Makonde Face Mask


 Inhabiting the southeast of Tanzania and the northeast of Mozambique are about 500,000 Makonde, divided into matrilineal clans, each one comprising several villages. They survive economically from farming and occasionally, cattle rearing. Makonde carvers are prolific producers of masks, statues and decorative objects. The Makonde have two main types of masks: helmet crests, known as lipiko, and face masks. The anthropomorphic face masks portray particular individuals. Design elements frequently include scarification marks, and eyebrows, lashes and coiffure made of real hair affixed with wax.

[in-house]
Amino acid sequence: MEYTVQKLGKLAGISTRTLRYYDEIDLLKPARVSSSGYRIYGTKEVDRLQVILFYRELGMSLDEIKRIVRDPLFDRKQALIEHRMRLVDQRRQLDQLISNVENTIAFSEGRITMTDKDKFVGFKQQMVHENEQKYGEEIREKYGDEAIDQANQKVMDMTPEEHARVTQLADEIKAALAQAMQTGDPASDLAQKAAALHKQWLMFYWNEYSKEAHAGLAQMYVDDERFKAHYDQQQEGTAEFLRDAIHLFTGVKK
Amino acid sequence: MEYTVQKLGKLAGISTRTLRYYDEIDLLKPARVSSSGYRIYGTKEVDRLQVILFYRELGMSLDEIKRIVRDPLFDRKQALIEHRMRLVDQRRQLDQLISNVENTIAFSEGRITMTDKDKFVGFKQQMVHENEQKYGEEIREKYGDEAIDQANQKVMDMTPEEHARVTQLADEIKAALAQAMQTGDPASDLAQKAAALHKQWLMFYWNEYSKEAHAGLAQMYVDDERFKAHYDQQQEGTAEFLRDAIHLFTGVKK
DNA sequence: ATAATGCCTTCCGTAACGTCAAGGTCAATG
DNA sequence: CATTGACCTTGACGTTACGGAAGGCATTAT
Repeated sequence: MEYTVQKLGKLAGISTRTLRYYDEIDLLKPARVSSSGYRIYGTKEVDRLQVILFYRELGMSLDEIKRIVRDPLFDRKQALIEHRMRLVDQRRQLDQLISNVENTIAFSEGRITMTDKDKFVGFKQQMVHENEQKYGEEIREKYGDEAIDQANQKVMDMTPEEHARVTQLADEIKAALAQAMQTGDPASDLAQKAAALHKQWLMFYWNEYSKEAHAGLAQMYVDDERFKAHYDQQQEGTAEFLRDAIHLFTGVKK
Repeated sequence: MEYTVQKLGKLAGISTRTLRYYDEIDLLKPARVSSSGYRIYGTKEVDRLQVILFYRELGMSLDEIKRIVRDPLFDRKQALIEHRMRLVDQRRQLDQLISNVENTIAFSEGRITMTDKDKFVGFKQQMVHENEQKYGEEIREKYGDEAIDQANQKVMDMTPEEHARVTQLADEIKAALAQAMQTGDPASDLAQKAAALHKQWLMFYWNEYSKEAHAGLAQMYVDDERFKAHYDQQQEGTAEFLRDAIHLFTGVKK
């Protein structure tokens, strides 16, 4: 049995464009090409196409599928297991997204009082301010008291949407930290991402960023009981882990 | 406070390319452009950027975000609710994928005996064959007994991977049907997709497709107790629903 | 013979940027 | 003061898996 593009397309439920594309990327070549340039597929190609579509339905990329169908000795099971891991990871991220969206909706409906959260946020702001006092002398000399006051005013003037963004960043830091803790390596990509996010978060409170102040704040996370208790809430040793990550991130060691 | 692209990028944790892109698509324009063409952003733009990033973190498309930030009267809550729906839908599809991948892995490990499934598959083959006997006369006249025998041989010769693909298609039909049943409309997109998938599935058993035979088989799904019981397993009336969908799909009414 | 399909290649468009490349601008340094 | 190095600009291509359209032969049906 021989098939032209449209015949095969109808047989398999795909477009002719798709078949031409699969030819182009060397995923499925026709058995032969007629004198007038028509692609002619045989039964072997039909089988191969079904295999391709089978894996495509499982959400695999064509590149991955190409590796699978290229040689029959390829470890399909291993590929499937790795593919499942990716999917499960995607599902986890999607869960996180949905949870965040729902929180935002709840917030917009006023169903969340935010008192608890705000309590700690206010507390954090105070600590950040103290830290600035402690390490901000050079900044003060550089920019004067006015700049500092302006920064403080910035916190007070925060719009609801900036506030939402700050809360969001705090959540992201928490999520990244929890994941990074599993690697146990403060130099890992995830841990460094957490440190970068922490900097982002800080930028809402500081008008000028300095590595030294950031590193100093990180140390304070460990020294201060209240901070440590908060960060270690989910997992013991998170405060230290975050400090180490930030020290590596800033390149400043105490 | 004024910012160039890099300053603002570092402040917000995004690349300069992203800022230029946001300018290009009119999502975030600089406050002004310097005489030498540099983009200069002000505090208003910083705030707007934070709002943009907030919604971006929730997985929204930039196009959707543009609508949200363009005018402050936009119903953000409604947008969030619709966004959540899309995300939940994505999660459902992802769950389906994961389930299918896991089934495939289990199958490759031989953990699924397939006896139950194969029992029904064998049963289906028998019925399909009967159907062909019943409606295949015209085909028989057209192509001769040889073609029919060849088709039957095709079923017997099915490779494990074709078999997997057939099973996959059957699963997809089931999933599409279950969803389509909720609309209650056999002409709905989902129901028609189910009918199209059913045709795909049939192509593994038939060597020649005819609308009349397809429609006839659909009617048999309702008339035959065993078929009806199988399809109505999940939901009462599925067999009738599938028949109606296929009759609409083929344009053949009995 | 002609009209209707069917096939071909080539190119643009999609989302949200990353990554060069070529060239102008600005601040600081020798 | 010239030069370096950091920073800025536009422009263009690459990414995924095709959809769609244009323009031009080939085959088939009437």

Exhibited at the "Fertile, Frightful, Divine"show. New Brunswick, NJ. July 2011

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Product Details:

  • Size: 11" x 9.5" x 5"
  • Shipping: $40.00
  • Material: Wood, hair, pigments
  • Quantity: Sorry, this product is not available
  • SKU:

African Masks & Sculptures

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